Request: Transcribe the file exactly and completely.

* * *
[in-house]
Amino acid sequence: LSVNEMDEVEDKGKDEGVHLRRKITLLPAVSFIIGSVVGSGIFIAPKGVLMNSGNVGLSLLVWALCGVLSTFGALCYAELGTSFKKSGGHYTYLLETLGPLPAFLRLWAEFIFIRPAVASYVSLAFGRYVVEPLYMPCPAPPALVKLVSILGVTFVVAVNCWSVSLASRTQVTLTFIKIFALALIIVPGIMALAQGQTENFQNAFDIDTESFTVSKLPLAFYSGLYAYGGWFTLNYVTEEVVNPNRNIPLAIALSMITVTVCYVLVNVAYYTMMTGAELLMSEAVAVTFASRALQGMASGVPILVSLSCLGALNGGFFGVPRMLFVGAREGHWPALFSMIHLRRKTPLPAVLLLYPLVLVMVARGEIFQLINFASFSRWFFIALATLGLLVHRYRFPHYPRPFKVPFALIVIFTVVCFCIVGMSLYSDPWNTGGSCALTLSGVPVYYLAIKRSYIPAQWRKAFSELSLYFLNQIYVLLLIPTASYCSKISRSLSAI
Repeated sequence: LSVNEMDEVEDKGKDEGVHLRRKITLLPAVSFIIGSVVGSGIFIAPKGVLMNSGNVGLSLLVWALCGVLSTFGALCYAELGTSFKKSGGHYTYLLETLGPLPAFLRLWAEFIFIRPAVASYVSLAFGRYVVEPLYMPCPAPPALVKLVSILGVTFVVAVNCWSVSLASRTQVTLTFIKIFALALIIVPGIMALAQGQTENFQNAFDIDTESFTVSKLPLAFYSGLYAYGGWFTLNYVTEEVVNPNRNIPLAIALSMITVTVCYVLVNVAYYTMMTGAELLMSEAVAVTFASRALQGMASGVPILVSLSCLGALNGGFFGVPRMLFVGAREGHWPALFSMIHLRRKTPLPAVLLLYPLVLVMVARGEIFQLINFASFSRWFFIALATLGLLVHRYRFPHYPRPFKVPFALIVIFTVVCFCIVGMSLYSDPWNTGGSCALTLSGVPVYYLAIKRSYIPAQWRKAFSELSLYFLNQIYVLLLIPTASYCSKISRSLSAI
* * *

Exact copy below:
[in-house]
Amino acid sequence: LSVNEMDEVEDKGKDEGVHLRRKITLLPAVSFIIGSVVGSGIFIAPKGVLMNSGNVGLSLLVWALCGVLSTFGALCYAELGTSFKKSGGHYTYLLETLGPLPAFLRLWAEFIFIRPAVASYVSLAFGRYVVEPLYMPCPAPPALVKLVSILGVTFVVAVNCWSVSLASRTQVTLTFIKIFALALIIVPGIMALAQGQTENFQNAFDIDTESFTVSKLPLAFYSGLYAYGGWFTLNYVTEEVVNPNRNIPLAIALSMITVTVCYVLVNVAYYTMMTGAELLMSEAVAVTFASRALQGMASGVPILVSLSCLGALNGGFFGVPRMLFVGAREGHWPALFSMIHLRRKTPLPAVLLLYPLVLVMVARGEIFQLINFASFSRWFFIALATLGLLVHRYRFPHYPRPFKVPFALIVIFTVVCFCIVGMSLYSDPWNTGGSCALTLSGVPVYYLAIKRSYIPAQWRKAFSELSLYFLNQIYVLLLIPTASYCSKISRSLSAI
Repeated sequence: LSVNEMDEVEDKGKDEGVHLRRKITLLPAVSFIIGSVVGSGIFIAPKGVLMNSGNVGLSLLVWALCGVLSTFGALCYAELGTSFKKSGGHYTYLLETLGPLPAFLRLWAEFIFIRPAVASYVSLAFGRYVVEPLYMPCPAPPALVKLVSILGVTFVVAVNCWSVSLASRTQVTLTFIKIFALALIIVPGIMALAQGQTENFQNAFDIDTESFTVSKLPLAFYSGLYAYGGWFTLNYVTEEVVNPNRNIPLAIALSMITVTVCYVLVNVAYYTMMTGAELLMSEAVAVTFASRALQGMASGVPILVSLSCLGALNGGFFGVPRMLFVGAREGHWPALFSMIHLRRKTPLPAVLLLYPLVLVMVARGEIFQLINFASFSRWFFIALATLGLLVHRYRFPHYPRPFKVPFALIVIFTVVCFCIVGMSLYSDPWNTGGSCALTLSGVPVYYLAIKRSYIPAQWRKAFSELSLYFLNQIYVLLLIPTASYCSKISRSLSAI